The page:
Twitter went ablaze last Thursday as the Los Angeles jury announced its verdict in the trial of Johannes Mehserle’s killing of Oscar Grant. But people weren’t just Tweeting on the verdict. Oakland residents were trying to keep the non-violence message loud and clear through real-time Twitter and Facebook updates, as well as through online mapping tools. The Twittersphere was constantly updated by people on the ground reporting what BART stations were closed, where incidents of vandalism were occurring and what areas to avoid—all to minimize harm and keep the community safe.
New America Media profiles an interesting Web-organizing tool at the center of that cyber action. Oakland resident George Chamales created the site Oscar Grant Protests to provide real-time information as incidents were happening on the ground. Through Twitter, Facebook, text messaging and the Web, people could submit incidents and receive alerts. Then, times, locations and incidences were mapped out through Google. Even before mainstream news outlets got the information and were able to broadcast, people on the ground were spreading the information within minutes. (Or before community-based sites like ColorLines could, either.)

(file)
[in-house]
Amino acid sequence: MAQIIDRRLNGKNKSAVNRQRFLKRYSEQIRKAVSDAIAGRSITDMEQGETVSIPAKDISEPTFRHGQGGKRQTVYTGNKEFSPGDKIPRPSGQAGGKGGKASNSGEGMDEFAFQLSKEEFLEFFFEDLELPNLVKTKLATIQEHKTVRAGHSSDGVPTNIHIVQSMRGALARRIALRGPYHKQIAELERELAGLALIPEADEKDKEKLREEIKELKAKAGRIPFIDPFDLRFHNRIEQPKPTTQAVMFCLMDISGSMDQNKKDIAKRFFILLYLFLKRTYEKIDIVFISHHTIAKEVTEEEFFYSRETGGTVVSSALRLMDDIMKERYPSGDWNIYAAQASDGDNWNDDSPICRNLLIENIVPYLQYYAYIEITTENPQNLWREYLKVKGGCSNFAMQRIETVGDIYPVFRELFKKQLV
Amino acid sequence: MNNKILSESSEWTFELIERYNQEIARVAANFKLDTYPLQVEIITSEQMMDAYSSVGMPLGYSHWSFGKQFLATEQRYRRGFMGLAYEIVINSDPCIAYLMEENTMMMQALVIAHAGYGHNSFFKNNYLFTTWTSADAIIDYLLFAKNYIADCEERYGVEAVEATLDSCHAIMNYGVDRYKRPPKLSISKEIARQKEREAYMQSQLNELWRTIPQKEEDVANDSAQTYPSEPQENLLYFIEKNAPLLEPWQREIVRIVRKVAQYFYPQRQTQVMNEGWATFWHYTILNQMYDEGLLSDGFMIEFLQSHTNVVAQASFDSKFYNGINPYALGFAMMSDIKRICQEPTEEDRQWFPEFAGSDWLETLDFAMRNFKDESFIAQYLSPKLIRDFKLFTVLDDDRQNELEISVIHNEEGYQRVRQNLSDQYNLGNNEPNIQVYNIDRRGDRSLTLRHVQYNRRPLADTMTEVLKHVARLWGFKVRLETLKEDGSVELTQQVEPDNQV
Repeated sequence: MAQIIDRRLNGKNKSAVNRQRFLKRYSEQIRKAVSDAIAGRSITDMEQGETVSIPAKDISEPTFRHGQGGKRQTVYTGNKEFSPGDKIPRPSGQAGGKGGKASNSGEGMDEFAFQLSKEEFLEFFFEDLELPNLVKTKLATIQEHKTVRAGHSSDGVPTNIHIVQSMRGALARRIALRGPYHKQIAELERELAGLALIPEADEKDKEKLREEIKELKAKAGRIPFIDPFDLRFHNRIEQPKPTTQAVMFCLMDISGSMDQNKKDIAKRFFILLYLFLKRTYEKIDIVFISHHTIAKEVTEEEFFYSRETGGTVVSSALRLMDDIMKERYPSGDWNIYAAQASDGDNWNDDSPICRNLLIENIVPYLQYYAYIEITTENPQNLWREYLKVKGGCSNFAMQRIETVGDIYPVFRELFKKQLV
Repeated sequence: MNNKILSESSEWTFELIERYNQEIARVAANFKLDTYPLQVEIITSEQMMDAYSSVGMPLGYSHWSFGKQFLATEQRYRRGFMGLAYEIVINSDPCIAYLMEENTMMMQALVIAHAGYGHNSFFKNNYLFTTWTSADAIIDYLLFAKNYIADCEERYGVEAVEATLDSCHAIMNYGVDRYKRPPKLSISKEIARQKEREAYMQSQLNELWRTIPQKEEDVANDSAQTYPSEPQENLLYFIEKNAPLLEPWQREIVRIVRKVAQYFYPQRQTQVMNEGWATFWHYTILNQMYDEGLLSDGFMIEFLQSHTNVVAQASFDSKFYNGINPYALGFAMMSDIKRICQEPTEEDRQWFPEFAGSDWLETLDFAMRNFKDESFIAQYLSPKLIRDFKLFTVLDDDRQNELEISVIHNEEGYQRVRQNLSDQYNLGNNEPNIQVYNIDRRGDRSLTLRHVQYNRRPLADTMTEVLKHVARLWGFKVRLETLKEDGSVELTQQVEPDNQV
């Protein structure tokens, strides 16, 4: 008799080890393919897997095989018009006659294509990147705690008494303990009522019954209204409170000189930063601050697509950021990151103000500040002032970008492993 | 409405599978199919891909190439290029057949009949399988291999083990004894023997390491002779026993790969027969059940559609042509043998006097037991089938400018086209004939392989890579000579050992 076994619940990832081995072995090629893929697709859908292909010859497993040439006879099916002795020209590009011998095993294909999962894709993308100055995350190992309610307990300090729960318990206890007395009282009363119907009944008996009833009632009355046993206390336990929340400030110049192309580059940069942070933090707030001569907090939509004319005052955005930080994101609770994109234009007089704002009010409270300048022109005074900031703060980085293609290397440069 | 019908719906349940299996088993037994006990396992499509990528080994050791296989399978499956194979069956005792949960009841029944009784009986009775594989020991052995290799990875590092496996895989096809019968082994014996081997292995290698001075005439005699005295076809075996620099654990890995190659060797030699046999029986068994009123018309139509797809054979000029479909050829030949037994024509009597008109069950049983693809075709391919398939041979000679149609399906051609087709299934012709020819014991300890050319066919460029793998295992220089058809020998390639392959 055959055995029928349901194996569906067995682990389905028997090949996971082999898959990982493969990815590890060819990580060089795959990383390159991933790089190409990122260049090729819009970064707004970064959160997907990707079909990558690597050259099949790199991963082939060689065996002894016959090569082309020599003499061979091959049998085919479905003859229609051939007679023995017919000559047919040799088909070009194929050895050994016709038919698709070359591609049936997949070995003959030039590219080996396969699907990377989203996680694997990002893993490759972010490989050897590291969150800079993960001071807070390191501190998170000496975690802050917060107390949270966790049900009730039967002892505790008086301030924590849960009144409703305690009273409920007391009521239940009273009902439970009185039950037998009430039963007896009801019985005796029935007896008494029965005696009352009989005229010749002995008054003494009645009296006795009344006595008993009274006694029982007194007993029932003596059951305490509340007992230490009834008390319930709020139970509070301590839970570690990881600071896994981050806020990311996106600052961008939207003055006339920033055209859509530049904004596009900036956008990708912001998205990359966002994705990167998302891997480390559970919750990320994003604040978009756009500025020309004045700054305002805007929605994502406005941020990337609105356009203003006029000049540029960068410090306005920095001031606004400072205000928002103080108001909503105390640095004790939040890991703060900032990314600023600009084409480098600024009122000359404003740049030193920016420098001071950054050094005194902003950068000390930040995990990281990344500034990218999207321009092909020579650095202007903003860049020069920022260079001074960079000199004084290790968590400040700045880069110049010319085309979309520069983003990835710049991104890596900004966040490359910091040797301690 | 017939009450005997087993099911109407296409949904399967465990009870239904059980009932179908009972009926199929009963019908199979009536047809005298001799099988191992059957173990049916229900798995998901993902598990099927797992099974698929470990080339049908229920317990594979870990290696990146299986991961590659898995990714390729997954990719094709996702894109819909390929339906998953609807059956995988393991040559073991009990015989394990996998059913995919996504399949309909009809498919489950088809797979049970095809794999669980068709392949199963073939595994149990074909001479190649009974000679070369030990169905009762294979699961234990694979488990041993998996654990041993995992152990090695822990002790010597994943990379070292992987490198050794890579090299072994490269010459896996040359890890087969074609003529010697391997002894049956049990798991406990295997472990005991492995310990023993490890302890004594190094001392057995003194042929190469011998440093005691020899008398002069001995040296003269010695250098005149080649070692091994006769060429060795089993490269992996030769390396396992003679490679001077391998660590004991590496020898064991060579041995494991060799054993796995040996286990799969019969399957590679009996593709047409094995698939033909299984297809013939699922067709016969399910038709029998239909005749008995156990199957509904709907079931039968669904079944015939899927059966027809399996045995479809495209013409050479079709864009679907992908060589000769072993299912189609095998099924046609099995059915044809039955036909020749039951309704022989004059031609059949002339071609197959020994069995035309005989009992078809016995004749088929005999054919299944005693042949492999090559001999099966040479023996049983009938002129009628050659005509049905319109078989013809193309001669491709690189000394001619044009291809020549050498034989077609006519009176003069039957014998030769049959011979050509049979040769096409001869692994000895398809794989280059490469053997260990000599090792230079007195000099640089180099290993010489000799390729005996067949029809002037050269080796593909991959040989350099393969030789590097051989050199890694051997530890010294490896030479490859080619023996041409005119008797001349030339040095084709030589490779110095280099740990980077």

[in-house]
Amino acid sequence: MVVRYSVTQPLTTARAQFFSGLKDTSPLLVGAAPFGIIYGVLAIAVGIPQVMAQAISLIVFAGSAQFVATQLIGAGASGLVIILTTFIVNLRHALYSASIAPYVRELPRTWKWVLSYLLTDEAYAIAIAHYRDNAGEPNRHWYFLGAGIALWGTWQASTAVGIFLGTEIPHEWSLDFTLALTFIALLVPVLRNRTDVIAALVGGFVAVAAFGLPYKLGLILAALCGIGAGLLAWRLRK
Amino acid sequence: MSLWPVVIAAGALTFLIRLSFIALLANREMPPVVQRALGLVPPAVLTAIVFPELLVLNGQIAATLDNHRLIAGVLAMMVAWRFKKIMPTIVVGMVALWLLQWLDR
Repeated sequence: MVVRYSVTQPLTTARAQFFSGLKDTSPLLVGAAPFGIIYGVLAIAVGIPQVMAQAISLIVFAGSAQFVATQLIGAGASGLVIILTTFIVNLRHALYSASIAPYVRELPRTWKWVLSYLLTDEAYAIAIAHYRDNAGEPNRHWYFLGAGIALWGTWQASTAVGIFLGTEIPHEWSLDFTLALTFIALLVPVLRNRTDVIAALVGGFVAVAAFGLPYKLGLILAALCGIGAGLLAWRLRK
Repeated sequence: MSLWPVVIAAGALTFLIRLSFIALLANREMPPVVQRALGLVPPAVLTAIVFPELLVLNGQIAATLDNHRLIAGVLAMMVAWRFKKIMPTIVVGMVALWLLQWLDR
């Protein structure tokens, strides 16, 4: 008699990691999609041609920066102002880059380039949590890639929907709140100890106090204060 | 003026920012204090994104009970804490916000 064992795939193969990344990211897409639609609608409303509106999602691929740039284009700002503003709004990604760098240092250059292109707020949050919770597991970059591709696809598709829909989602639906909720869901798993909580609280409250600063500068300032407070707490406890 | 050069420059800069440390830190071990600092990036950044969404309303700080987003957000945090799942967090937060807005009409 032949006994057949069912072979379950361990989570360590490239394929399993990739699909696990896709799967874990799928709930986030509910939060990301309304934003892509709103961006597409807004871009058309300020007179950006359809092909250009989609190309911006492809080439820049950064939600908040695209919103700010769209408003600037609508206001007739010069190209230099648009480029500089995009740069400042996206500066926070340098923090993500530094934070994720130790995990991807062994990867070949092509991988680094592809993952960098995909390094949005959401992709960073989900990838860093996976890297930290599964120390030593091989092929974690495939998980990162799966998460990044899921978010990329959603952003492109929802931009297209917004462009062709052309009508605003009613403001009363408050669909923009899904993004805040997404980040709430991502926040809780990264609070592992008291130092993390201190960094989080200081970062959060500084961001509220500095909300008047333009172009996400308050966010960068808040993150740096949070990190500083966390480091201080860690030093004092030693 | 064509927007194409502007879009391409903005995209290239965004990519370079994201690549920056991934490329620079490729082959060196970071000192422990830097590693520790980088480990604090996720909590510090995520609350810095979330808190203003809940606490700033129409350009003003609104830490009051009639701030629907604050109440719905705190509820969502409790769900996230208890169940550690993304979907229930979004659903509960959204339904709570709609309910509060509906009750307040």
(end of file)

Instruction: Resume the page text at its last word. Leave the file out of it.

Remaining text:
“We were experiencing all the action from a meta-pervasive level. We were tracking the voices of many people, who were tweeting real-time from the ground. So we had the advantage of having hundreds of eye-witness accounts, compared to that of the official channels that were limited,” Chameles told New American Media.
The use of online community tools such as Ushahidi, also used in Haiti and Chile to map out the earthquake disasters, demonstrates how anyone can use social media to amplify the voices of everyday folks and tell our side of the story. With mainstream media reporting on looting and violence, Twitter and Oscar Grant Protests was reporting from the streets of Oakland.